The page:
7 Supply, demand and government policies 159

Controls on prices 159

Taxes 163

Subsidies 170

The tax system 171

The deadweight loss of taxation 172

Administrative burden 178

The design of the tax system 179

Taxes and equity 181

8 Public goods, common resources and

merit goods 189

The different kinds of goods 189

Public goods 190

Common resources 194

Merit goods 197

Conclusion 199

9 Market failure and externalities 204

Market failure 204

Externalities 204

Externalities and market inefficiency 206

Private solutions to externalities 210

Public policies towards externalities 213

Public/private policies towards externalities 216

Government failure 220

Conclusion 225

PART 4

Firm Behaviour and Market Structures 231

10 Firms’ production decisions 231

Isoquants and isocosts 231

The least-cost input combination 236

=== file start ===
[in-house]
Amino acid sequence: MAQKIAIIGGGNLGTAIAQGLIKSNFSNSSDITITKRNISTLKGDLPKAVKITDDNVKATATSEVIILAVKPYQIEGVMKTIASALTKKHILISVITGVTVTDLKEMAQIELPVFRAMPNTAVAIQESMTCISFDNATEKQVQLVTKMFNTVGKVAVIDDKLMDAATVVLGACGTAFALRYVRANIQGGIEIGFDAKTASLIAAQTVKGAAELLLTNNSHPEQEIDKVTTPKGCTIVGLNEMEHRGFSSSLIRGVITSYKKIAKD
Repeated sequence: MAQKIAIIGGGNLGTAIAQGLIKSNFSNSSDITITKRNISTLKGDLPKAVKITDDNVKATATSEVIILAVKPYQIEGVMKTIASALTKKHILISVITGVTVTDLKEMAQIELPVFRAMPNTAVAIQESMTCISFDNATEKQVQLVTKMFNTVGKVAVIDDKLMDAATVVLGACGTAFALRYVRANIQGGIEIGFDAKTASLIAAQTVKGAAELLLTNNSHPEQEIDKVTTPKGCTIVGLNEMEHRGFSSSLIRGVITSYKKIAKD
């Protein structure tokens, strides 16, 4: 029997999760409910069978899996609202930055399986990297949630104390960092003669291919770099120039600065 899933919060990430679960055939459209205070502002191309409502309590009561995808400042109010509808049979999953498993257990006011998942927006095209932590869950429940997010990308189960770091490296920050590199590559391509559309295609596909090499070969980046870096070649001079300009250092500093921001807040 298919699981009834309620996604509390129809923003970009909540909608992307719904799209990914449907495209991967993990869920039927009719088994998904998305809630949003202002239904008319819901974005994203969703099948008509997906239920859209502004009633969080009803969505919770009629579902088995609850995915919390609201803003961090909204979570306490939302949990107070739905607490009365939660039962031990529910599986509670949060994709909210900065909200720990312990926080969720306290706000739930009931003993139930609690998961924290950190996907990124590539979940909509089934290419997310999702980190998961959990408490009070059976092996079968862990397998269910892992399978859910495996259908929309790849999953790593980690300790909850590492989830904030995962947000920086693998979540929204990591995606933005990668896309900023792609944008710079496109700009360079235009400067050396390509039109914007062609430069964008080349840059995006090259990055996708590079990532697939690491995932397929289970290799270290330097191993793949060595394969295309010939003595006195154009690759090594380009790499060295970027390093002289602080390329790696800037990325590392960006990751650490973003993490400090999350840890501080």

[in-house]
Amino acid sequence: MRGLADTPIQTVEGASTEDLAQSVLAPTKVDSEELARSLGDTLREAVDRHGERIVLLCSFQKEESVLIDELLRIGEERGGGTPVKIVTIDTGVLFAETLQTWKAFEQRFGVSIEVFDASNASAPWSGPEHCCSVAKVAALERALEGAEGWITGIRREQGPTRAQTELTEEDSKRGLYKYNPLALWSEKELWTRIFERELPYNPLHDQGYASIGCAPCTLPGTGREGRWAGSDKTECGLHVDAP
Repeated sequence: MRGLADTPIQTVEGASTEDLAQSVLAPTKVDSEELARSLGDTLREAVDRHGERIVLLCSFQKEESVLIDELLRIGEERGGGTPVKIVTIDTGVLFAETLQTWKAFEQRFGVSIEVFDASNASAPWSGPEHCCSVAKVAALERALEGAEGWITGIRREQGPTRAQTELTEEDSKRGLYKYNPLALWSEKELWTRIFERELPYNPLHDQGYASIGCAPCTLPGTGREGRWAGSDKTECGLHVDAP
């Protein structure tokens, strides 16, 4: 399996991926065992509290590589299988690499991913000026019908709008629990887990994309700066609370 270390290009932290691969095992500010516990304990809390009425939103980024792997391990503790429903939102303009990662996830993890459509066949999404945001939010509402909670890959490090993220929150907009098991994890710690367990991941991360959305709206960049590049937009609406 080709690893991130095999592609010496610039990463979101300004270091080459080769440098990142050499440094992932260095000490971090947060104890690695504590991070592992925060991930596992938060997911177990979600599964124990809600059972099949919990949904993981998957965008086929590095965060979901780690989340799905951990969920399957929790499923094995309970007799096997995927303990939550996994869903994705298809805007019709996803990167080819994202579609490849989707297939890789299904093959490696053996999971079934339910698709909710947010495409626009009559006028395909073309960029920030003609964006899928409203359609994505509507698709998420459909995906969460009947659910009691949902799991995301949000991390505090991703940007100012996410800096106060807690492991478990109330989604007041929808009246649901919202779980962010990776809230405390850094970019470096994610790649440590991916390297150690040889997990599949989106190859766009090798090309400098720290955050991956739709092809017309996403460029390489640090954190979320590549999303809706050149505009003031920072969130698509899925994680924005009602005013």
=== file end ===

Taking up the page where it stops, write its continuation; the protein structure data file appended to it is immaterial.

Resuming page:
Conclusion 238

11 Market structures I: monopoly 242

Imperfect competition 242

Why monopolies arise 243

How monopolies make production

and pricing decisions 247

The welfare cost of monopoly 252

Price discrimination 254

Public policy towards monopolies 258

Conclusion: the prevalence of monopoly 261

12 Market structures II: monopolistic

competition 267

Competition with differentiated products 268

Advertising and branding 272

Conclusion 276

13 Market structures III: oligopoly 280

Characteristics of oligopoly 280

Game theory and the economics of

cooperation 284

Entry barriers in oligopoly 296

Public policy towards oligopolies 297

Conclusion 299

14 Market structures IV: Contestable

markets 304

The nature of contestable markets 304

The limitations of contestability 308

Summary 310

PART 5

Factor Markets 315

15 The economics of factor markets 315

The marginal product theory of

distribution 315

The demand for labour 315

The supply of labour 319

Equilibrium in the labour market 323

Other theories of the labour market 325

Marxist labour theory 325